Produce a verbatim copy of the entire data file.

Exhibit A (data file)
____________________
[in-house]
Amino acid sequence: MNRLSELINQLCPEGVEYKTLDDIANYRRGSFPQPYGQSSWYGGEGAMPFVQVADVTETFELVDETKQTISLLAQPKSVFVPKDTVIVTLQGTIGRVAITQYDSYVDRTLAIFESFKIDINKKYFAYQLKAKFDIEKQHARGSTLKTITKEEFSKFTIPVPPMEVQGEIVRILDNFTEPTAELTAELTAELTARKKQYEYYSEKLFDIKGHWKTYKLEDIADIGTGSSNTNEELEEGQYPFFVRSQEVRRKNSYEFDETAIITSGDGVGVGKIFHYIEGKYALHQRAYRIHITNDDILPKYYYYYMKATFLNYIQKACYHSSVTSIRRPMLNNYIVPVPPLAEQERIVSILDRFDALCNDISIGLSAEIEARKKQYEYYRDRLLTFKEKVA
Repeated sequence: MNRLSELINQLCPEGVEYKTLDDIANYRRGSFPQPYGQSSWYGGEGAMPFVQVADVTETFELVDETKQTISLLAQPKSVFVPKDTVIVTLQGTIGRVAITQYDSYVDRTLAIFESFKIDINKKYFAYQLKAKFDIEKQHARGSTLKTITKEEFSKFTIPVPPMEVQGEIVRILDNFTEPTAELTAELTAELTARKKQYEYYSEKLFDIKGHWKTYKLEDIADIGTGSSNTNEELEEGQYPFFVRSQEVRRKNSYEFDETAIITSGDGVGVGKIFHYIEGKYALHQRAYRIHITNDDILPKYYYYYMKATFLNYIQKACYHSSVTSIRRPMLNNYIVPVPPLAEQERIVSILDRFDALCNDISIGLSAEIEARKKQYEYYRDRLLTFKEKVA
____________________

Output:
[in-house]
Amino acid sequence: MNRLSELINQLCPEGVEYKTLDDIANYRRGSFPQPYGQSSWYGGEGAMPFVQVADVTETFELVDETKQTISLLAQPKSVFVPKDTVIVTLQGTIGRVAITQYDSYVDRTLAIFESFKIDINKKYFAYQLKAKFDIEKQHARGSTLKTITKEEFSKFTIPVPPMEVQGEIVRILDNFTEPTAELTAELTAELTARKKQYEYYSEKLFDIKGHWKTYKLEDIADIGTGSSNTNEELEEGQYPFFVRSQEVRRKNSYEFDETAIITSGDGVGVGKIFHYIEGKYALHQRAYRIHITNDDILPKYYYYYMKATFLNYIQKACYHSSVTSIRRPMLNNYIVPVPPLAEQERIVSILDRFDALCNDISIGLSAEIEARKKQYEYYRDRLLTFKEKVA
Repeated sequence: MNRLSELINQLCPEGVEYKTLDDIANYRRGSFPQPYGQSSWYGGEGAMPFVQVADVTETFELVDETKQTISLLAQPKSVFVPKDTVIVTLQGTIGRVAITQYDSYVDRTLAIFESFKIDINKKYFAYQLKAKFDIEKQHARGSTLKTITKEEFSKFTIPVPPMEVQGEIVRILDNFTEPTAELTAELTAELTARKKQYEYYSEKLFDIKGHWKTYKLEDIADIGTGSSNTNEELEEGQYPFFVRSQEVRRKNSYEFDETAIITSGDGVGVGKIFHYIEGKYALHQRAYRIHITNDDILPKYYYYYMKATFLNYIQKACYHSSVTSIRRPMLNNYIVPVPPLAEQERIVSILDRFDALCNDISIGLSAEIEARKKQYEYYRDRLLTFKEKVA